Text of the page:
25     in a position of authority over anybody?

Page 580

 1        A.   It is difficult for me to say that.  I heard lots of stories, but

 2     it isn't from my immediate experience.  And if I may say about Sredoje, I

 3     only heard good things.

 4        Q.   And would it be fair to say that Sredoje would not take orders

 5     from his younger cousin who was probably 23 years old at the time in

 6     1992?

 7             MS. FRIEDMAN:  Objection.  This is speculation.  The witness has

 8     said that he barely knew either one of them.

 9             JUDGE ROBINSON:  Yes.  Move on to another question.

10             MR. ALARID:

11        Q.   And in terms of hearing only good things, you never heard that he

12     was given orders by Milan to do anything?

13        A.   I did hear that he was afraid of Milan, that Milan was in charge

14     of everything, and Sredoje was merely a policeman, and he probably only

15     executed orders, the orders given to him by his superiors.  I remember

16     when he took in a neighbour of his, a Muradif Kalic [phoen], a Muslim,

17     and he brought him in at the beginning of the war.  He probably wanted

18     advice.  I don't know exactly.  Took him to Prelovo.  That's where the

19     command of the Uzice Corps was.  And he took him to a Granap, to Blace,

20     and he took him to the neighbouring village to a guy who was a Vojvoda in

21     the war of 1941 and had done a lot of bad things in the surrounding

22     villages, and he -- that man was taken there to be tested, and he said,

23     "I brought to you this Muslim for you to judge him.  You are older than

24     the commander in Prelovo."  He possibly would have been convicted and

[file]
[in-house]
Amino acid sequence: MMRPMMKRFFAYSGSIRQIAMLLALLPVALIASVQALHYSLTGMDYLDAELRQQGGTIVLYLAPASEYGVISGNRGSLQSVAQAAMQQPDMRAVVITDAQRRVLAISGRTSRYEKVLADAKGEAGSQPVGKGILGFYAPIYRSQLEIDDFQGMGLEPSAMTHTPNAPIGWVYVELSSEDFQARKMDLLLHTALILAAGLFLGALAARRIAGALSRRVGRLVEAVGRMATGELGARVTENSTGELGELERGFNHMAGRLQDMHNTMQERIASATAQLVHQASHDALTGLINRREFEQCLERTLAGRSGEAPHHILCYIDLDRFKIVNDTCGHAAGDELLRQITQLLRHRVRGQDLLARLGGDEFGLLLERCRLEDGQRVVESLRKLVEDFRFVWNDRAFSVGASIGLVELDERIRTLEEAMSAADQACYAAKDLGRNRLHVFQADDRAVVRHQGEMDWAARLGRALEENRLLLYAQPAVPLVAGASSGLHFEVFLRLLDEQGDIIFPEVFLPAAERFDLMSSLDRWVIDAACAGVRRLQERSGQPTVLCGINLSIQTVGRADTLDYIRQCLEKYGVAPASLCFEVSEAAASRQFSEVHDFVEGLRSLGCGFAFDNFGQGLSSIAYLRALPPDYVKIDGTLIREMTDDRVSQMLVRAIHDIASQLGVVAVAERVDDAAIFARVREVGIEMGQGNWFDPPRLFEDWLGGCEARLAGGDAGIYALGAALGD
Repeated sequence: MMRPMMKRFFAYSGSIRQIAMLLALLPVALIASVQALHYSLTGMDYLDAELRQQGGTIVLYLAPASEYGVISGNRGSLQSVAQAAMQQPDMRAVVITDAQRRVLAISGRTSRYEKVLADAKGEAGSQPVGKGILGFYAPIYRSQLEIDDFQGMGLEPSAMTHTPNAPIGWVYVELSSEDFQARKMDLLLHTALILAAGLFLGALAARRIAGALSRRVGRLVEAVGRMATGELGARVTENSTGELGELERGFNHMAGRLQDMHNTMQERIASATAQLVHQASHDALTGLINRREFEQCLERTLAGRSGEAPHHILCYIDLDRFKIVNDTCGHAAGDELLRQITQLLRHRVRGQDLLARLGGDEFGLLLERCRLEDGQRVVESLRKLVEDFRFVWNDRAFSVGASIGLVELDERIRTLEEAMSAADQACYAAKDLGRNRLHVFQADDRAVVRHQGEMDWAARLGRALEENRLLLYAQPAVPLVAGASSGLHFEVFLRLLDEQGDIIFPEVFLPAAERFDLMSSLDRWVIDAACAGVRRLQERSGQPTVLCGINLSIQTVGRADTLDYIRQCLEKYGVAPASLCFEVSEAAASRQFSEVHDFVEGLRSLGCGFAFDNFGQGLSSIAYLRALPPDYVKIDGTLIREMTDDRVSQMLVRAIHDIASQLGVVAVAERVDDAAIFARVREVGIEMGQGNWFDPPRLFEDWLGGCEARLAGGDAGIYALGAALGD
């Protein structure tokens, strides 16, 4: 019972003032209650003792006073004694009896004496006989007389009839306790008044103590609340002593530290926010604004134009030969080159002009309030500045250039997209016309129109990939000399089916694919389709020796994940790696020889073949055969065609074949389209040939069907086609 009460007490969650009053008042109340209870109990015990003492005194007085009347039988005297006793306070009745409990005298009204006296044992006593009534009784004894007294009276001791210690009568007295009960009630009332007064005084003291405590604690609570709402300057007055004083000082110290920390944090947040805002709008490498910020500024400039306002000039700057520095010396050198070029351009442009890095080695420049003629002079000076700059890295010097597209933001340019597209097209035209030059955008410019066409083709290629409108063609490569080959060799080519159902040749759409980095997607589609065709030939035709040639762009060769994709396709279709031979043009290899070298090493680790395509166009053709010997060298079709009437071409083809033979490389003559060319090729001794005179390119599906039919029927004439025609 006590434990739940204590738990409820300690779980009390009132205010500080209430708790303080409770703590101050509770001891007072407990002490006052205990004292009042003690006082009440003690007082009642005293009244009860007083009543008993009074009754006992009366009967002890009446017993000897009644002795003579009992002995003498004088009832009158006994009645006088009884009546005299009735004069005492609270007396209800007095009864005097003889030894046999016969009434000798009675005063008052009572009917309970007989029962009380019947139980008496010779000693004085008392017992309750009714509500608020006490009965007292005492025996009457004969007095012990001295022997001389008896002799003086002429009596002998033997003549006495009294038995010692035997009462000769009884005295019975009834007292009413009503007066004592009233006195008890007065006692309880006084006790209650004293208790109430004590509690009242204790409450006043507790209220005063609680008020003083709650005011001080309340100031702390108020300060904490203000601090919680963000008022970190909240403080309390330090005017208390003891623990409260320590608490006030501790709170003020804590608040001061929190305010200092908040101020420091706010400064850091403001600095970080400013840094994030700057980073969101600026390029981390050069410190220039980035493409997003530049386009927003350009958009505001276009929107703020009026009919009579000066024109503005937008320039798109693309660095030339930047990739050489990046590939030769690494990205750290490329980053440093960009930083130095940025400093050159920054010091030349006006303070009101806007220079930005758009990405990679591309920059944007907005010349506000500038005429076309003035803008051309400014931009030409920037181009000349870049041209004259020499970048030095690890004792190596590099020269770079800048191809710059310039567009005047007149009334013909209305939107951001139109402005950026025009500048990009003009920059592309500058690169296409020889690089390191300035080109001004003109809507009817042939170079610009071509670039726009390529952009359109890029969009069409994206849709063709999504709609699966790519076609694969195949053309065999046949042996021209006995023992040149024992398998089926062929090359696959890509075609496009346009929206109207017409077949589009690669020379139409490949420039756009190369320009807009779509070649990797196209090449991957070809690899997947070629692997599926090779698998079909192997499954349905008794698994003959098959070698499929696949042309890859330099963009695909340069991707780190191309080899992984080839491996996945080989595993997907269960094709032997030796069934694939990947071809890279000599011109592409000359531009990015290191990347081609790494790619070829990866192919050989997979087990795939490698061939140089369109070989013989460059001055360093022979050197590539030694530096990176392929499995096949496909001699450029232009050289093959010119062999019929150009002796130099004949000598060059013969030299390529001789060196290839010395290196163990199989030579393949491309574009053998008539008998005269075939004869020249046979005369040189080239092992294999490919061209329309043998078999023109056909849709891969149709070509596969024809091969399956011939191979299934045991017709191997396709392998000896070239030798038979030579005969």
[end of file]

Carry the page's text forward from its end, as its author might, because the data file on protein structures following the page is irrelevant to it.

25     killed, and the -- this name of -- this man by the name of Bozo Ivanovic

Page 581

 1     was then to judge him.  And there was another man from Serbia there.  So

 2     old Bozo then told him --

 3             JUDGE ROBINSON:  Thank you.  Thank you.

 4             Next question, Mr. Alarid.

 5             MR. ALARID:

 6        Q.   And so who in fact though was the main power structure in place

 7     by the SDS in Visegrad at the time of the war?

 8        A.   I haven't the slightest idea.  Around one month before the war I

 9     could not go to the town.  I was working in one shop, and I passed there

10     two times.  There were barricades that would be erected at night.  So I

11     just passed through an acacia tree patch.  When I went into the town I

12     went on a little truck.  I didn't go there for a month.  I stayed at

13     home.  After a certain point one couldn't go into town any more, so I

14     don't know who was there and what happened there.

15        Q.   Do you know who Savovic is?

16        A.   I knew him, but I don't know who he is or what he was and what

17     his responsibility was.

18             THE INTERPRETER:  Could the witness please be asked to speak into

19     the microphone.

20             JUDGE ROBINSON:  Witness, please move closer to the microphone.

21             Would the usher please assist him.

22             MR. ALARID:

23        Q.   Did you know of the police commander Perisic?

24        A.   No, just by hearing.  I didn't know him personally.

25        Q.   And I'm sorry, he was the chief; is that correct?

Page 582

 1        A.   I don't know.  I don't know that.

 2        Q.   Would it be fair to say that if would have taken hundreds of

 3     responsible people for the thousands of Muslims that died?

 4             JUDGE ROBINSON:  I don't understand the question, Mr. Alarid.

 5             MR. ALARID:  Your Honour, in the Vasiljevic case, and maybe I'm

 6     just making a point, he indicated that he was embarrassed that he was

 7     here for Vasiljevic based on the fact that several thousand people had

 8     died and he was the only one being held responsible, and so I guess I was

 9     just making that point, Your Honour, but it is part of the earlier

10     record.

11             THE WITNESS: [Interpretation] Well, certainly.  Certainly it

12     would have taken -- I can't say several hundred, hundreds.  Maybe just 20

13     or 50 people responsible, because a couple of could not have inflicted

14     this much evil on that municipality and on the scattered villages, so ...

15             MR. ALARID:  I have no further questions.

16             JUDGE ROBINSON:  Thank you.  Any questions, Mr. Dieckmann.

17             MR. DIECKMANN:  Thank you, Your Honours.

18                           Cross-examination by Mr. Dieckmann:

19        Q.   Good morning, sir.

20        A.   Good morning.

21        Q.   My name is Jens Dieckmann, and I'm Defence co-counsel for